Perhaps what makes Ginger so special is that it is more open to the boys’ different talents. Take Bearface (real name Ciáran McDonald), Brockhampton’s enigmatic Northern Irish member. He only appears briefly on the Saturation trilogy, closing the albums with soulful, guitar-heavy tracks such as ‘Waste’, ‘Summer’, ‘Team’. In Ginger, Bearface features heavily as both a vocalist and a rapper, and adds a whole new dimension to ‘Sugar’ and ‘Big Boy’.


Dom McLennon, always a champion lyricist, is arguably the best performer on the album, consistently versatile and technically brilliant. He bares his soul rapping about depression, self-harm and Vann’s departure. Matt Champion is also lyrically brilliant, ruminating on success, loss and the future. The direction of both Joba and Merlyn Wood is less obvious. Both deliver standout performances, in an obvious departure from the frenzied, often screamed, verses they had on previous albums.


Perhaps this change reflects the overall maturity of the album. The album has a more edited feel than their previous offerings. The beats are still unique, including the striking horns of ‘If You Pray Right’, but they are stripped back. The rapping is honed, tighter. The group are still silly and energetic, but they’re adults now. This is not, as Abstract claimed, a summer album. It’s sad, and quite grim in some places. They adults, they’re depressed and they lost a friend. They deliver these emotions with a beautiful, newfound maturity.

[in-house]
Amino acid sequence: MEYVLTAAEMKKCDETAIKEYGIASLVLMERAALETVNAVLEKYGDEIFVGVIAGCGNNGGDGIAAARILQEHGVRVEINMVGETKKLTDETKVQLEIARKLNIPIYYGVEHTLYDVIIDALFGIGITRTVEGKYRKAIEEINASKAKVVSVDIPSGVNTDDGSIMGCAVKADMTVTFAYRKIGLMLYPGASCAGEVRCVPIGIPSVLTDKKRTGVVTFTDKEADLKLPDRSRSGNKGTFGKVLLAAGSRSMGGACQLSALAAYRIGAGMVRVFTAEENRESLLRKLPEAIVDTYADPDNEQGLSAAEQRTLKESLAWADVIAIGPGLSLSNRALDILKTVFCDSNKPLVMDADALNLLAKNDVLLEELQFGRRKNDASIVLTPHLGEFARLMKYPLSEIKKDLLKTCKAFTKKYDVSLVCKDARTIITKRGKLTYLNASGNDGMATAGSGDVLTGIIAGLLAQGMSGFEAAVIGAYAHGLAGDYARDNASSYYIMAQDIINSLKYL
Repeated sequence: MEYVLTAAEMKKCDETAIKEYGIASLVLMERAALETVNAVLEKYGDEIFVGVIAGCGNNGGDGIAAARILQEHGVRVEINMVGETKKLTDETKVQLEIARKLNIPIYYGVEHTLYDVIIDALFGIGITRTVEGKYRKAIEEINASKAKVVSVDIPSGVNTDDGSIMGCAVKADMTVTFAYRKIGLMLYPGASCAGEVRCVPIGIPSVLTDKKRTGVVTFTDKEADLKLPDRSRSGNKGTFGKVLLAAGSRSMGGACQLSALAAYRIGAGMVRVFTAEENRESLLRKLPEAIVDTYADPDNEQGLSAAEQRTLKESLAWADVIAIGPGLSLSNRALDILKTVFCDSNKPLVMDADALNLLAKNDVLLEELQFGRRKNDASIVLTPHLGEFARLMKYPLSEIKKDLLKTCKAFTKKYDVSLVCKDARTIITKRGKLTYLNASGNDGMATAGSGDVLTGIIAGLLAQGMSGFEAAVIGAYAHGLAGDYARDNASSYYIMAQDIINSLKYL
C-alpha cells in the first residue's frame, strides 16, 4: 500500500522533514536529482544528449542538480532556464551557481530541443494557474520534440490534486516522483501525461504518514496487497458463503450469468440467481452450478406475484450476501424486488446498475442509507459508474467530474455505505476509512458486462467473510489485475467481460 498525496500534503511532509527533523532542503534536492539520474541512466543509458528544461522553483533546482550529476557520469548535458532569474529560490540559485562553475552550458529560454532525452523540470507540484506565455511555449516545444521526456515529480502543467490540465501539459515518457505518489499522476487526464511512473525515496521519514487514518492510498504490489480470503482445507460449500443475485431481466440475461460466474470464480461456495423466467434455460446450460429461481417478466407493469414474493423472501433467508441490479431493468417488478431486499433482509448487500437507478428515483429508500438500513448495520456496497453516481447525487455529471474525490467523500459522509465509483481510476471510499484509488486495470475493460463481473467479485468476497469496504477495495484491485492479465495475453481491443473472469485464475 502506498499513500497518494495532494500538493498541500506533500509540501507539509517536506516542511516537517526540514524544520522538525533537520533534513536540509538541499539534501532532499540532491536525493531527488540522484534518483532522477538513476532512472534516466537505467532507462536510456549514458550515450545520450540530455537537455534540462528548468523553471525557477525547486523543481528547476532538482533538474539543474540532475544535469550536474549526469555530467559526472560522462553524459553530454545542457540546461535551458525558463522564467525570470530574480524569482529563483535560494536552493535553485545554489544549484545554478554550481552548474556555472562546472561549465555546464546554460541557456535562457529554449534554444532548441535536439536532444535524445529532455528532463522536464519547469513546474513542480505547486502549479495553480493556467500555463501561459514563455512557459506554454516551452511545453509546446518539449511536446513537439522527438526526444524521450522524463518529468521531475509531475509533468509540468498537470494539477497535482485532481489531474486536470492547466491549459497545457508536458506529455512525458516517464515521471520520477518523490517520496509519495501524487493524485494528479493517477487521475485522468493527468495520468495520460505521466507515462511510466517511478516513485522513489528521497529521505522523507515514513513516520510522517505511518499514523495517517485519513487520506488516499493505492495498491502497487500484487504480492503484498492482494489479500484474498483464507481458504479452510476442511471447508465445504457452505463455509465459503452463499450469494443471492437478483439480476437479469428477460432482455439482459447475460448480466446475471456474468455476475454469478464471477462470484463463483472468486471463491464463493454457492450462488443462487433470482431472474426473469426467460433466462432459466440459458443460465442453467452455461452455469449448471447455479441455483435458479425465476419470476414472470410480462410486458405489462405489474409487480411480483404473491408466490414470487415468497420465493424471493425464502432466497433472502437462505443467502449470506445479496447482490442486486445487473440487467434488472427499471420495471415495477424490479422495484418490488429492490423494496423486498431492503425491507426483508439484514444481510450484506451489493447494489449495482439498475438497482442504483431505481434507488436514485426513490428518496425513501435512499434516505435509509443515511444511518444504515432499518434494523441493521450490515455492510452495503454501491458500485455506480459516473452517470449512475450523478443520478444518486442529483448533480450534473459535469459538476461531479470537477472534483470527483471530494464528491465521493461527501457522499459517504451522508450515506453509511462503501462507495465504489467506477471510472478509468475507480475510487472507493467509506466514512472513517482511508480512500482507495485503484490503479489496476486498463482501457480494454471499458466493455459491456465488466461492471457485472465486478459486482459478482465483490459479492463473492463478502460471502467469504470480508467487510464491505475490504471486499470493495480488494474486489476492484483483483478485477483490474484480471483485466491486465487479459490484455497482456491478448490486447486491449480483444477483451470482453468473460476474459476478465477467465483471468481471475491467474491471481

I particularly like the way the album tackles masculinity. Their earlier music attempted to challenge the constricting nature of masculinity, but this is something new. In McLennon’s verse on ‘Dearly Departed’ he addresses Vann directly. He raps, “pass the weight off to your friends and never face the truth / because you never learned how to be a man.” It’s more open and vitriolic than much of McLennon’s previous offerings. It suggests that the band recognises that to be a role-model and an adult is to never shy away from the truth. The album’s final song, ‘Victor Roberts’, is similarly mature. Here Roberts, an old friend of McLennon’s, raps his life story complete with encounters with police, drugs and anxiety. It foregrounds the emotional intelligence Brockhampton have found in the years between Saturation and Ginger. They’re big boys now and they have stories to tell. They’re hurting and they know how to turn that into beautiful songs. 


I’d recommend this album whether you’re looking for fun, empathy or redemption. Brockhampton have achieved a level of maturity and technical brilliance that much of rap could learn from. Ginger is heartbreaking in places, but we all need a dose of reality sometimes. Listen to it all the way through. And then, listen again.